Researchers in natural sciences generally 'look down on' those who study the humanities, questioning the rigorous nature of their methods. On the other hand, those who write monographs on their own, ’look down on’ natural scientists who publish multi-authored articles of a few pages long as ’novelties’. What does a researcher balancing on the borderline between the two disciplines have to say about this?

Natural sciences also use statistical methods, i.e. their results are based on probability as well. Natural sciences do not see the big picture, only details, as if they were peering through a tube at reality. What they can see is accurate, but it is only a part of reality. That is why they have to emphasize with every new result that it is ’to the best of our knowledge’. It should also be noted that the methods of social sciences have evolved a lot. If the sample is well chosen and the limits of the research are defined, the conclusion or generalisation that can be drawn is valid. Natural scientists looks only at the ’facts’, whereas humanities scholars analyse these ’facts’ from different angles. Therefore, it is not natural scientists but philosophers who are closer to critical thinking.


What research topics that are you currently focusing on?

I'm interested in the work of one of my PhD students on young people with attention deficit disorder. My research topics are online social support, social media addiction and peer comparison. We have shown that social media is not clearly good or bad. It is true that social media has opened up many new opportunities for people, as we can acquire knowledge and get help by looking online. But real social relationships are being destroyed by an over-presence on social media. The network of online relationships can ease the symptoms, but it does not solve problems such as loneliness. Only social science, not natural science, can shed light on the pitfalls of the new and much celebrated technology.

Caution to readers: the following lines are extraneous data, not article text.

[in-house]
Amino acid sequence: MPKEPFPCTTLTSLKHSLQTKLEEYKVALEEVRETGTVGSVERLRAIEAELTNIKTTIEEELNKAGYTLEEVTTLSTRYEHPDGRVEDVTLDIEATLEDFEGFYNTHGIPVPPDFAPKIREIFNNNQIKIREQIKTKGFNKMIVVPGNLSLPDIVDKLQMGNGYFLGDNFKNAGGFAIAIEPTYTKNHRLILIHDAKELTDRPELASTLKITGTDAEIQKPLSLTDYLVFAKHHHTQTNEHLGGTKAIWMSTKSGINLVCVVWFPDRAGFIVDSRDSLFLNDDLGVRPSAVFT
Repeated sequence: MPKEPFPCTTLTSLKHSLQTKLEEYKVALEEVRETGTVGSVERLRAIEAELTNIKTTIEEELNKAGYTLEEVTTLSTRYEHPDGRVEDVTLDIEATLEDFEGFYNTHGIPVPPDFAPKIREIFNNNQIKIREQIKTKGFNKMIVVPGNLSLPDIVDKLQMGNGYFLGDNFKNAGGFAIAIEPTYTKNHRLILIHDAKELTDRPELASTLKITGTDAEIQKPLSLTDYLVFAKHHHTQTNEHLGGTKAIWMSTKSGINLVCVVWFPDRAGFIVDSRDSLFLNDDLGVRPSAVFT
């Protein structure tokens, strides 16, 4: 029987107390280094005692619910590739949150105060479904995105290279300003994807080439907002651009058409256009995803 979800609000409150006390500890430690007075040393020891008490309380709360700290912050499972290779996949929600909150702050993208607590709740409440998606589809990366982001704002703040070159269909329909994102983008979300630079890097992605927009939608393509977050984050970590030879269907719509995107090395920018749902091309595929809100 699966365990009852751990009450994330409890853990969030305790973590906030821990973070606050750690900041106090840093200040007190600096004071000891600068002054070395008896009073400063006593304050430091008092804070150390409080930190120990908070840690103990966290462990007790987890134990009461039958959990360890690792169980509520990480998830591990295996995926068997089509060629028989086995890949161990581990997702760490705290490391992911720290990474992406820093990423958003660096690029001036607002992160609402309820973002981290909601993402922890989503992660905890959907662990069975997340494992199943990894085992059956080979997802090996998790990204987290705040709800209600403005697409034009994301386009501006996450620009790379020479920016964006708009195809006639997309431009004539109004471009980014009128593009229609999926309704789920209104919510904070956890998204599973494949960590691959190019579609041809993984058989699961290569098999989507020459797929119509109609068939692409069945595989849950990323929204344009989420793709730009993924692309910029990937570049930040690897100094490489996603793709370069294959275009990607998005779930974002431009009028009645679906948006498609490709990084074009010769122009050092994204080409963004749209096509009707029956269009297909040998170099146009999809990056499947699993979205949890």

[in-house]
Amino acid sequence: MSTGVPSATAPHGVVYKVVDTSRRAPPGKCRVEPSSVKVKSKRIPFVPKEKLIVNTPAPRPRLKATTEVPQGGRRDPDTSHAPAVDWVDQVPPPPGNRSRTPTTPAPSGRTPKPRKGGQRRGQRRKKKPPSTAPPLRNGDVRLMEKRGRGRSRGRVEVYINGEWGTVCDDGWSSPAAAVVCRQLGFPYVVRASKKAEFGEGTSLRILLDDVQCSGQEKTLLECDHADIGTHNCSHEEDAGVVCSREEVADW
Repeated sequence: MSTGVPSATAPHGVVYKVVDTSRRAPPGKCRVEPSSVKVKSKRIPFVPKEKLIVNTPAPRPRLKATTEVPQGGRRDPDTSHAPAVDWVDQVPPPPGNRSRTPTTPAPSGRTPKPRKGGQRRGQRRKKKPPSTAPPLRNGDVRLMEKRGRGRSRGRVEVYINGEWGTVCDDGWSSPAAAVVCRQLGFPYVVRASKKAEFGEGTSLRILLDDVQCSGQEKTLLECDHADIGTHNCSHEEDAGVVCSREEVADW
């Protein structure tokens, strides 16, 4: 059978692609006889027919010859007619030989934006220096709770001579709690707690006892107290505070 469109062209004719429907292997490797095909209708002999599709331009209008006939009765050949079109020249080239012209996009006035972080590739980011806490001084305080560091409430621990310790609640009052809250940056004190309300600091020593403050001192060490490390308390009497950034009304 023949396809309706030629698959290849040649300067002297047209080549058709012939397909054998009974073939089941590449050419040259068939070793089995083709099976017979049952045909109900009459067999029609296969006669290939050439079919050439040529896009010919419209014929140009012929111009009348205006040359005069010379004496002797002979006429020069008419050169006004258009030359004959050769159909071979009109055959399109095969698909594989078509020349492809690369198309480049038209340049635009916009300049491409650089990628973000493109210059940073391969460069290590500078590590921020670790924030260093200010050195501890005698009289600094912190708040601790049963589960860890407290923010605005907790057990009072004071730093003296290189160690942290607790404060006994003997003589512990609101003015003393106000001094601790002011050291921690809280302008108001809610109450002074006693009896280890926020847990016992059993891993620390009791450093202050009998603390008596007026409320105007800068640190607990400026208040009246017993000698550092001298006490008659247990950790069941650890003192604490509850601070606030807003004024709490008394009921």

You are said to be working very hard. How would you describe your working method, which has resulted in 175 publications and 6,900 citations, making you the 7069th psychology researcher in the world, and the 16th among Hungarians?

I work the same way as my fellow researchers in America. When looking into a topic, I usually choose online surveys. This way I can reach groups hidden from other approaches. For example, we used this method to study young people with attention deficit disorder. If you have a good choice of sample and answers to a properly compiled set of questions, the analysis of your data will provide the basis for a summary, i.e. for publication. At the same time, I am also involved in disseminating knowledge: sometimes via Facebook posts, more often via presentations.


Are you an owl or a lark?

At 8 in the morning I'm already working on my research topics. At midday or in the early afternoon I give my university lectures. In addition to the ’Introduction to Medicine’ course, I also meet students at the lectures in Medical Anthropology, and I also have a course on addiction. At the Department of Behavioural Sciences we also apply modern scientific methods, such as project work. From late afternoon I can concentrate on research again. Based on my schedule, I don't know whether I am an ’owl’ or a ’lark’, but I prefer to relax in the evenings.


How much time do you have for other things, like hobbies?

Research requires a full person, it cannot be taken lightly. You could say that for me, research is also a hobby. I like to go out in nature to recharge my batteries. I really like the area around the rivers in Újszeged. Thanks to my 3 rescue cats, I have a soft spot for stray animals. Also, it is important to have a sound mind as well as a sound body through relaxation or self-hypnosis.